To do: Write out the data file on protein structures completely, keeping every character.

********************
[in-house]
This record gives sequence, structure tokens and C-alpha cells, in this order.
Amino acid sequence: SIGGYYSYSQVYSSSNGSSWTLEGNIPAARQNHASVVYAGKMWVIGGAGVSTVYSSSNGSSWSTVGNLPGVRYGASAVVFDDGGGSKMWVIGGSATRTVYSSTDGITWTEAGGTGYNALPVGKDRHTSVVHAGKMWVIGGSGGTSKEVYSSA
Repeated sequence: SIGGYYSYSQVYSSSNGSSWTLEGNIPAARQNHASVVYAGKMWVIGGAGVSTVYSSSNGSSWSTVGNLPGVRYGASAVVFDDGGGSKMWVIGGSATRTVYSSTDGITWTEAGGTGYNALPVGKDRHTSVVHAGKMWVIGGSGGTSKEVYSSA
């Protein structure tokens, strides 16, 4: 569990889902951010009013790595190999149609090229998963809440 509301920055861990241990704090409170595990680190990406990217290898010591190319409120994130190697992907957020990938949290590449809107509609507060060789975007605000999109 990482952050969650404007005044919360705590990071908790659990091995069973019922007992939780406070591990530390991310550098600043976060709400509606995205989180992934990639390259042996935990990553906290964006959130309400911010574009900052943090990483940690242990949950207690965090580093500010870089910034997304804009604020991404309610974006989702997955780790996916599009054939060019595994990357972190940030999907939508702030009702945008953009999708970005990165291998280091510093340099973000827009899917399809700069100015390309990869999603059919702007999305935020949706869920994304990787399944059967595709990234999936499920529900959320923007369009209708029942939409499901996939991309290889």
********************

[in-house]
This record gives sequence, structure tokens and C-alpha cells, in this order.
Amino acid sequence: SIGGYYSYSQVYSSSNGSSWTLEGNIPAARQNHASVVYAGKMWVIGGAGVSTVYSSSNGSSWSTVGNLPGVRYGASAVVFDDGGGSKMWVIGGSATRTVYSSTDGITWTEAGGTGYNALPVGKDRHTSVVHAGKMWVIGGSGGTSKEVYSSA
Repeated sequence: SIGGYYSYSQVYSSSNGSSWTLEGNIPAARQNHASVVYAGKMWVIGGAGVSTVYSSSNGSSWSTVGNLPGVRYGASAVVFDDGGGSKMWVIGGSATRTVYSSTDGITWTEAGGTGYNALPVGKDRHTSVVHAGKMWVIGGSGGTSKEVYSSA
């Protein structure tokens, strides 16, 4: 569990889902951010009013790595190999149609090229998963809440 509301920055861990241990704090409170595990680190990406990217290898010591190319409120994130190697992907957020990938949290590449809107509609507060060789975007605000999109 990482952050969650404007005044919360705590990071908790659990091995069973019922007992939780406070591990530390991310550098600043976060709400509606995205989180992934990639390259042996935990990553906290964006959130309400911010574009900052943090990483940690242990949950207690965090580093500010870089910034997304804009604020991404309610974006989702997955780790996916599009054939060019595994990357972190940030999907939508702030009702945008953009999708970005990165291998280091510093340099973000827009899917399809700069100015390309990869999603059919702007999305935020949706869920994304990787399944059967595709990234999936499920529900959320923007369009209708029942939409499901996939991309290889």